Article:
Characteristics of the Antibody Response to SARS-CoV-2 Infection include:

·        Evidence suggests that the majority of adults develop detectable levels of immunoglobulin M (IgM) and immunoglobulin G (IgG) antibodies following infection with SARS-CoV-2 (moderate strength of evidence [SoE]).

·         IgM levels peak approximately 20 days after symptom onset or RT-PCR diagnosis and subsequently decline. IgG levels peak approximately 25 days after symptom onset or RTPCR diagnosis and may remain detectable for at least 120 days (moderate SoE).

·         Almost all adults develop neutralizing antibodies in response to SARS-CoV-2 infection, and these antibodies may remain detectable for at least 152 days (low SoE).

·         A small percentage of people do not develop antibodies in response to SARS-CoV-2 infection for reasons that are largely unclear but may be related to less severe disease or absence of symptoms.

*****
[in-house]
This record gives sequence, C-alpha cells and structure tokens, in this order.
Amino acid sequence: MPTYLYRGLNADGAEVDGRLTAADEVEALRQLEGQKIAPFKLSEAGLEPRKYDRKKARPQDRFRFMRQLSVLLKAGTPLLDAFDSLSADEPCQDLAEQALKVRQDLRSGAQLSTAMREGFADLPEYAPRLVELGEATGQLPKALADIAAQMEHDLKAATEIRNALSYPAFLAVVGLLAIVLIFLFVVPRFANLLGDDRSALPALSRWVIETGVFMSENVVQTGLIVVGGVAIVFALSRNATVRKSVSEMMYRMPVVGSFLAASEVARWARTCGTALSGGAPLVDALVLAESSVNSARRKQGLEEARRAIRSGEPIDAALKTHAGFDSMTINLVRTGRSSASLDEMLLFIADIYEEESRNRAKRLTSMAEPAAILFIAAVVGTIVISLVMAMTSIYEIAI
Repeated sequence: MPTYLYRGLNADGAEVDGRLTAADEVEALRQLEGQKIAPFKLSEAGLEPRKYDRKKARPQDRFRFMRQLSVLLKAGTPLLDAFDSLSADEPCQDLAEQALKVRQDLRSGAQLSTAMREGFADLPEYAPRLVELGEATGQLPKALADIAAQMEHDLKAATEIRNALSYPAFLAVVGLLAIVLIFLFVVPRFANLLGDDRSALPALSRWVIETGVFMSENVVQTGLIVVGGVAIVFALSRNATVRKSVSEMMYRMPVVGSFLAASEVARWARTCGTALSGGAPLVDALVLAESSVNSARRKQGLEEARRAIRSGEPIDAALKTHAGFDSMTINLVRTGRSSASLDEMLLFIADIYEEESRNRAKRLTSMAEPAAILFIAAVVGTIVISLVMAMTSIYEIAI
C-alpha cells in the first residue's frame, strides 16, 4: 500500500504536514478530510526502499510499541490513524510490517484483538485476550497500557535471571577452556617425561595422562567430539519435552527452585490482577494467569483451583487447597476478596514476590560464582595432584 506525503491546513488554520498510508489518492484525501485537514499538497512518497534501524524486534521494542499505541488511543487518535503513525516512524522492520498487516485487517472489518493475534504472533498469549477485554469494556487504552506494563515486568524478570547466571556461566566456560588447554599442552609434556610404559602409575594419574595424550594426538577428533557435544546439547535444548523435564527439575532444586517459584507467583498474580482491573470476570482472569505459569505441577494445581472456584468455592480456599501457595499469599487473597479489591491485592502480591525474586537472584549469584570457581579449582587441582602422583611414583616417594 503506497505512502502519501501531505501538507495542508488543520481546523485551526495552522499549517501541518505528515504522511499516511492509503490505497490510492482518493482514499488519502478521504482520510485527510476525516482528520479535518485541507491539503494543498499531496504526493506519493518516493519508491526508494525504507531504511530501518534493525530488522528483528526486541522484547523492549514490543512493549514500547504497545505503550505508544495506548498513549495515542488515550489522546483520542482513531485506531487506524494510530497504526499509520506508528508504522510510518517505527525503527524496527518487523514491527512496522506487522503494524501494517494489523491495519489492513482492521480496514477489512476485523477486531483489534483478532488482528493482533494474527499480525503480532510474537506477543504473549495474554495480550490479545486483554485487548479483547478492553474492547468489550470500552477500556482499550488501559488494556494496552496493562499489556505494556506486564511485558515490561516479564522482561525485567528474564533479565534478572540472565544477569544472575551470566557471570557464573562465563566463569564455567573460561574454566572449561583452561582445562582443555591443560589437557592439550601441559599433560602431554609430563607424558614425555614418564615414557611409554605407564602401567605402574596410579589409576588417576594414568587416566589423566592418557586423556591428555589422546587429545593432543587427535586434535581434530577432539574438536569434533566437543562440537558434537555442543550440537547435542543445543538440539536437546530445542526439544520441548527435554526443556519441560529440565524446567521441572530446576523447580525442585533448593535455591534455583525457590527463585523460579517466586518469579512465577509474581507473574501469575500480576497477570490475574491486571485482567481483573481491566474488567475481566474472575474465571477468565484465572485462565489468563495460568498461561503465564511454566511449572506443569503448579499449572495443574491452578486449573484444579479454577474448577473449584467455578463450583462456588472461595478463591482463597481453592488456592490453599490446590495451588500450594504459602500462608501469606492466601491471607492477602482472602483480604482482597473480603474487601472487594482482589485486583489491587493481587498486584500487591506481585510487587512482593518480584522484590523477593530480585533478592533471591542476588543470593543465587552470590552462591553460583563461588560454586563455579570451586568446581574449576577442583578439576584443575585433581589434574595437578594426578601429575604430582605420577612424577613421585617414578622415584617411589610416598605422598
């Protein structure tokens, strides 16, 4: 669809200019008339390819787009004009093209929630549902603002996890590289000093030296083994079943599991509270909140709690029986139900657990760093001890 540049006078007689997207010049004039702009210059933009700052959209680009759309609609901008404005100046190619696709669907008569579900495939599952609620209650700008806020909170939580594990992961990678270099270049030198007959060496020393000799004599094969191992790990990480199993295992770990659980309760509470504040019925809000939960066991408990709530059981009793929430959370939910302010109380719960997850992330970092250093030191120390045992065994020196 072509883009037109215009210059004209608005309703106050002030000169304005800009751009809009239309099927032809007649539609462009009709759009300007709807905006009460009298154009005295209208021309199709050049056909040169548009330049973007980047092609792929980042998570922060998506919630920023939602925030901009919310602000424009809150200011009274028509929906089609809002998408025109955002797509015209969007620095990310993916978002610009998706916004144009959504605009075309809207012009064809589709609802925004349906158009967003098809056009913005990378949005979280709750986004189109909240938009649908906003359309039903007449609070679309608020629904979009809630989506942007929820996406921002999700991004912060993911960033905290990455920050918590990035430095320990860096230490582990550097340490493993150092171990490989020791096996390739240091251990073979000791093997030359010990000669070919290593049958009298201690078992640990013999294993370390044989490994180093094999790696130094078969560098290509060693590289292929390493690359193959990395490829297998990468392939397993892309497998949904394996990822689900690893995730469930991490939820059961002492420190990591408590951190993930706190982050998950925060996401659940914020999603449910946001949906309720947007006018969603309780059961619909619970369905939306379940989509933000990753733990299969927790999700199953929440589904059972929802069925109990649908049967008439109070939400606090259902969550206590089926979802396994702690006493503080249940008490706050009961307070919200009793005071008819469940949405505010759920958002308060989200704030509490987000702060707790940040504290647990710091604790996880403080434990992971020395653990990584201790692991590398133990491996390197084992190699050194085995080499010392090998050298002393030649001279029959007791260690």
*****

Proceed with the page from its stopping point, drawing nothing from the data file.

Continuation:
·         Antibody prevalence does not appear to vary by age or sex, but older age may be associated with higher antibody levels (low SoE). Non-White race may be associated with higher antibody prevalence and levels (low SoE). COVID-19 severity and presence of symptoms may also be associated with higher antibody prevalence or levels (low SoE). More evidence is needed to draw stronger conclusions regarding how the antibody response varies by patient characteristics and disease factors.

·         Studies to date have not established the relationship between the development of antibodies after RT-PCR-diagnosed SARS-CoV-2 infection and the risk of reinfection. Studies based on index serologic testing suggest that the presence of antibodies is associated with a lower risk of a subsequent positive SARS-CoV-2 RT-PCR test

AHRQ has the report.